Reserve Bank Governor John Mangudya announced the monetary policy statement for 2020. In sharp contrast to last years much anticipated and delayed monetary policy for the same period, nobody was waiting for this one. Of course, last years brought with it the return of the Zimbabwean dollar, as the RTGS dollar at the time. Unsurprisingly the monetary policy statement offered little more than a glimpse into the minds of the people in charge of our money.The highlight of the show was definitely Mangidya saying the nation is successfully de-dollarising. By his reckoning, it is natural to have some levels of dollarisation as we do away with the old ways of doing things. Perhaps the good governor should spend less time in the tower in regards to the dollarisation position. As many industries look for ways to get back to the stable US dollar. None the less he believes that we will successfully de-dollarise in 5 years.

Most measures in place remained unchanged including the bank lending rate which remains at 35%. Mangudya made an interesting note of the fact that the majority of bank deposits in the country are held by a few large companies, more than 50%. In light of this the government plans to offer bonds specially designed for corporates that would unlock liquidity. Essentially offering them debt instruments which they can sell, release the money they are believed to be sitting on.

The deposits and foreign currency situations in the country were also highlighted 32% of all deposits in the nation are held in foreign currencies. Foreign currency inflows were down on the year 2018 by 4.4%. Diaspora remittances were actually up on the 2018 level by 2.6%, while NGO remittances were down. Export proceeds recorded the sharpest decline of 11%.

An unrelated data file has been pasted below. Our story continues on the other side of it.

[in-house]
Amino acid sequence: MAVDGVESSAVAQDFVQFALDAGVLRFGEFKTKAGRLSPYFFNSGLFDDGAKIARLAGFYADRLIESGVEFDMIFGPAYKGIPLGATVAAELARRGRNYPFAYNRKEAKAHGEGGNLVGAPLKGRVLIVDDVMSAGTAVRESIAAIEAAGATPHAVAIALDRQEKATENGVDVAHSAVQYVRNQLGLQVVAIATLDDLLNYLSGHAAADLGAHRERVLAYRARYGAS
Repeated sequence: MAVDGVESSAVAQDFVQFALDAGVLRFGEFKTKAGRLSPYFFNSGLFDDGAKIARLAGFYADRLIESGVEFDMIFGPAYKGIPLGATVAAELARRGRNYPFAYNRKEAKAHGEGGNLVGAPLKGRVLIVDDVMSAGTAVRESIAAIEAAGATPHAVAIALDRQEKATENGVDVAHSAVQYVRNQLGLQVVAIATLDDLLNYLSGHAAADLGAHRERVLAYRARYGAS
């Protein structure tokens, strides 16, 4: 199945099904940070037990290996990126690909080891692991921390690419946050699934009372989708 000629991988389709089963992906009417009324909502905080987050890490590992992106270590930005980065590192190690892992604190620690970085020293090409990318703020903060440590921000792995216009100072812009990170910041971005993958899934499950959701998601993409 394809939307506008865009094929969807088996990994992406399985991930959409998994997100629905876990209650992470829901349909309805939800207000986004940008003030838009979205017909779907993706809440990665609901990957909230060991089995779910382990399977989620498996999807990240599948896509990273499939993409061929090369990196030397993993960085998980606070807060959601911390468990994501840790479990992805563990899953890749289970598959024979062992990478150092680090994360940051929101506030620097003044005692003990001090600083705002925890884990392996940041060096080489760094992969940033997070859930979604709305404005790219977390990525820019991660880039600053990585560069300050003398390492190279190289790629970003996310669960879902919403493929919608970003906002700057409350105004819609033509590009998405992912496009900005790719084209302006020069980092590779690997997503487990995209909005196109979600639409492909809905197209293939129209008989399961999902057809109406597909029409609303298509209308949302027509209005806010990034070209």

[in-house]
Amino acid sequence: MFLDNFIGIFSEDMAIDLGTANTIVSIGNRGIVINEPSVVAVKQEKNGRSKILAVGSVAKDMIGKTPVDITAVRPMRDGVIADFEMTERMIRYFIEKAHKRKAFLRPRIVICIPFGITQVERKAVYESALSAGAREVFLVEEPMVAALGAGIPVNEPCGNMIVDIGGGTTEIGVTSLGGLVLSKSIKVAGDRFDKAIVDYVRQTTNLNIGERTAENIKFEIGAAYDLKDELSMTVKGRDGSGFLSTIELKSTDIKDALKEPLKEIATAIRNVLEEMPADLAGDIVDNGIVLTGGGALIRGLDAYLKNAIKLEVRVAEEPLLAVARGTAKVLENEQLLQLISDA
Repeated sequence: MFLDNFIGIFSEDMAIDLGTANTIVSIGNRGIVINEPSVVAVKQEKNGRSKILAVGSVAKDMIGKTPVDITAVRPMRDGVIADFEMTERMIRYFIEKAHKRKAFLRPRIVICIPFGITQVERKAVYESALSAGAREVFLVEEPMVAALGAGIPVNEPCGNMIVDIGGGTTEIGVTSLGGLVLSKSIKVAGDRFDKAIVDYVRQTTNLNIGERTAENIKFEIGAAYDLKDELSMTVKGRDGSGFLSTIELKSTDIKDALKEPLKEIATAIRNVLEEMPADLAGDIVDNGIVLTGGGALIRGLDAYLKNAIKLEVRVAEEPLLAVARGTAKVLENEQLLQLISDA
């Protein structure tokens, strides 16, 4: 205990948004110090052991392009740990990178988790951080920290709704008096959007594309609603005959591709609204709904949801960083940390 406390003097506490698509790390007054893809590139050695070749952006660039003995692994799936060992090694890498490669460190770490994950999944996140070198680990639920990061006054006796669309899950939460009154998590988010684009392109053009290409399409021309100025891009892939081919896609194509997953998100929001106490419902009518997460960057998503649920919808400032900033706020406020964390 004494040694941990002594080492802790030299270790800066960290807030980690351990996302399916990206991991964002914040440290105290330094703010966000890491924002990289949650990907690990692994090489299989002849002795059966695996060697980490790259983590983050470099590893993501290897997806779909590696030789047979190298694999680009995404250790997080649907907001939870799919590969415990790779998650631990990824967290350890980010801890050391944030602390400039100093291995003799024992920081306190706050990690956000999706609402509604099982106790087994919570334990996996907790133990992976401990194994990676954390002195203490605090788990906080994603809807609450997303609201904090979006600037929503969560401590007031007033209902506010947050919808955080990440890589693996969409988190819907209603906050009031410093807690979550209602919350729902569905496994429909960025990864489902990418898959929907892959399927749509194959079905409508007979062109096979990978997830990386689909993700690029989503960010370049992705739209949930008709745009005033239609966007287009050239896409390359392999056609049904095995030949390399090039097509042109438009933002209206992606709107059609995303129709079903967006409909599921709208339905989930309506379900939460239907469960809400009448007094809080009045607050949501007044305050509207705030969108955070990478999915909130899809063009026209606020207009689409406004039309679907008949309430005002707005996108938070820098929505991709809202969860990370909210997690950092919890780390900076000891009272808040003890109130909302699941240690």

What caught my though was the mention of the cash situation and all efforts to alleviate the plight of citizens. Current money supply in the economy is at ZW$35 billion while cash in circulation is now ZW$1.1 billion, representing 3.5% cash levels. Now if you have a memory like mine you’ll recall that when the drip-feeding of cash into the system was announced, the targeted cash level was ZW$1.5 billion which when added to the existing 400 million cash in circulation at the time would constitute 10% of the money supply, then at ZW$15 billion. In previous articles we noted how the cash injections were not making much difference on the streets and this overwhelming evidence why, the money supply continues to grow, almost tripled since December based on information we have. On that note, the governor played the same tune the Finance Minister has been playing, saying we will receive higher denomination notes this year.

Overall the monetary policy can best be described as a damp squib. Bearing in mind that the same statement last year ripped apart the livelihoods of the nation we will gladly accept the damp squib and its half-hearted attempts at addressing problems.